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Saturday Art: Jean-Baptiste-Camille Corot

One morning in Ville d'Avray. Rouen. by Corot

One morning in Ville d’Avray. Rouen. by Corot

Wheat field in the Morvan by Corot

Wheat field in the Morvan by Corot

(Pictures courtesy of jean louis mazieres at flickr.com.)

Agostina by Corot

Agostina by Corot

(Picture courtesy of Cliff at flickr.com.)

A precursor of the impressionists, Corot painted with care and planning yet gave an impression of dreaminess that has led him to be associated with the movement itself.   He was prolific and dedicated, but the academicians of his time were cool to him and his art only appreciated fully by his fellow painters.

While recognition and acceptance by the establishment came slowly, by 1845 Baudelaire led a charge pronouncing Corot the leader in the “modern school of landscape painting”. While some critics found Corot’s colors “pale” and his work having “naive awkwardness”, Baudelaire astutely responded, “M. Corot is more a harmonist than a colorist, and his compositions, which are always entirely free of pedantry, are seductive just because of their simplicity of color.”[32] In 1846, the French government decorated him with the cross of the Légion d’honneurand in 1848 he was awarded a second-class medal at the Salon, but he received little state patronage as a result.[33] His only commissioned work was a religious painting for a baptismal chapel painted in 1847, in the manner of the Renaissance masters.[34] Though the establishment kept holding back, other painters acknowledged Corot’s growing stature. In 1847, Delacroix noted in his journal, “Corot is a true artist. One has to see a painter in his own place to get an idea of his worth…Corot delves deeply into a subject: ideas come to him and he adds while working; it’s the right approach.”[35]

(snip)

Corot is a pivotal figure in landscape painting. His work simultaneously references the Neo-Classical tradition and anticipates the plein-air innovations of Impressionism. Of him Claude Monet exclaimed in 1897, “There is only one master here—Corot. We are nothing compared to him, nothing.”[48] His contributions to figure painting are hardly less important; Degas preferred his figures to his landscapes, and the classical figures of Picasso pay overt homage to Corot’s influence.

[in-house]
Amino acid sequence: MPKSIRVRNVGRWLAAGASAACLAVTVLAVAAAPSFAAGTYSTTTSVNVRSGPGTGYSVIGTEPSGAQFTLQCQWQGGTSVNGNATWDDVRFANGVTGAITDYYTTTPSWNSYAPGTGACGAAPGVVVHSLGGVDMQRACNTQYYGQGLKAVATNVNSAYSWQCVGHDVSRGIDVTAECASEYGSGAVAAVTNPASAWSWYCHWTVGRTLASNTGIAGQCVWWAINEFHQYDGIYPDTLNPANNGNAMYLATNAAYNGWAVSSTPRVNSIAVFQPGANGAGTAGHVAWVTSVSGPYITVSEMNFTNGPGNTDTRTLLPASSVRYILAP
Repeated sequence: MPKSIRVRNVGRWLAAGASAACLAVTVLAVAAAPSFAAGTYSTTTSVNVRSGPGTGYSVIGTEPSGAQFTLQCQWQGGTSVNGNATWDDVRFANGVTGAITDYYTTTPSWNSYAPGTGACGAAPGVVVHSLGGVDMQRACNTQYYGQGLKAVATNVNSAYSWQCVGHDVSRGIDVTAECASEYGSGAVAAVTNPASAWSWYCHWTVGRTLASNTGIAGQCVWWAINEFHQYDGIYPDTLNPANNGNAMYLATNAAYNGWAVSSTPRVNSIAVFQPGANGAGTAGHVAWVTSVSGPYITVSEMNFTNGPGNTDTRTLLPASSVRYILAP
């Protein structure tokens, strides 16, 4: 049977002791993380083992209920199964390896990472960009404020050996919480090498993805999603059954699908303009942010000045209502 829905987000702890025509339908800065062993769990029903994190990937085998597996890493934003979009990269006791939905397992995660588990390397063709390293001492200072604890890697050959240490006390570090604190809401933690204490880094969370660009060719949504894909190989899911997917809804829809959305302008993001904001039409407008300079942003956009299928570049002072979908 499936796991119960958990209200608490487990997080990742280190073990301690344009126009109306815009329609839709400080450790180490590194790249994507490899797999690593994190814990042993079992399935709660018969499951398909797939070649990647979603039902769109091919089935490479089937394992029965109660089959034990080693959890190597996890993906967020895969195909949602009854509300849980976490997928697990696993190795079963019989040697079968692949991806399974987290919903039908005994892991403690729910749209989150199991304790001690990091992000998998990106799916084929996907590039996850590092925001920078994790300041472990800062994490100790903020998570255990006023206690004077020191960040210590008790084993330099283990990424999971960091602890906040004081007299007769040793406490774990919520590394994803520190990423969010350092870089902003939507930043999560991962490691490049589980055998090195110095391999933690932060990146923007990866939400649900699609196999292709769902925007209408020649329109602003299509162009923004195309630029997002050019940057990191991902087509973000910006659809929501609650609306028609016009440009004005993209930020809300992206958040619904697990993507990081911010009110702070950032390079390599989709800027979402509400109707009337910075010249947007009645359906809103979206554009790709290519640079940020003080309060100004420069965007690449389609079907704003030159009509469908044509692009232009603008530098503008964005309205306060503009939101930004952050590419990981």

Historians have divided his work into periods, but the points of division are often vague, as he often completed a picture years after he began it. In his early period, he painted traditionally and “tight”—with minute exactness, clear outlines, thin brush work, and with absolute definition of objects throughout, with a monochromatic underpainting or ébauche.[49] After he reached his 50th year, his methods changed to focus on breadth of tone and an approach to poetic power conveyed with thicker application of paint; and about 20 years later, from about 1865 onwards, his manner of painting became more lyrical, affected with a more impressionistic touch. In part, this evolution in expression can be seen as marking the transition from the plein-air paintings of his youth, shot through with warm natural light, to the studio-created landscapes of his late maturity, enveloped in uniform tones of silver. In his final 10 years he became the “Père (Father) Corot” of Parisian artistic circles, where he was regarded with personal affection, and acknowledged as one of the five or six greatest landscape painters the world had seen, along with Hobbema, Claude Lorrain, Turner and Constable. In his long and productive life, he painted over 3,000 paintings.[50]

Though often credited as a precursor of Impressionist practice, Corot approached his landscapes more traditionally than is usually believed. Compared to the Impressionists who came later, Corot’s palette is restrained, dominated with browns and blacks (“forbidden colors” among the Impressionists) along with dark and silvery green. Though appearing at times to be rapid and spontaneous, usually his strokes were controlled and careful, and his compositions well-thought out and generally rendered as simply and concisely as possible, heightening the poetic effect of the imagery. As he stated, “I noticed that everything that was done correctly on the first attempt was more true, and the forms more beautiful.”[51]

Corot’s approach to his subjects was similarly traditional. Although he was a major proponent of plein-air studies, he was essentially a studio painter and few of his finished landscapes were completed before the motif. For most of his life, Corot would spend his summers travelling and collecting studies and sketches, and his winters finishing more polished, market-ready works.[52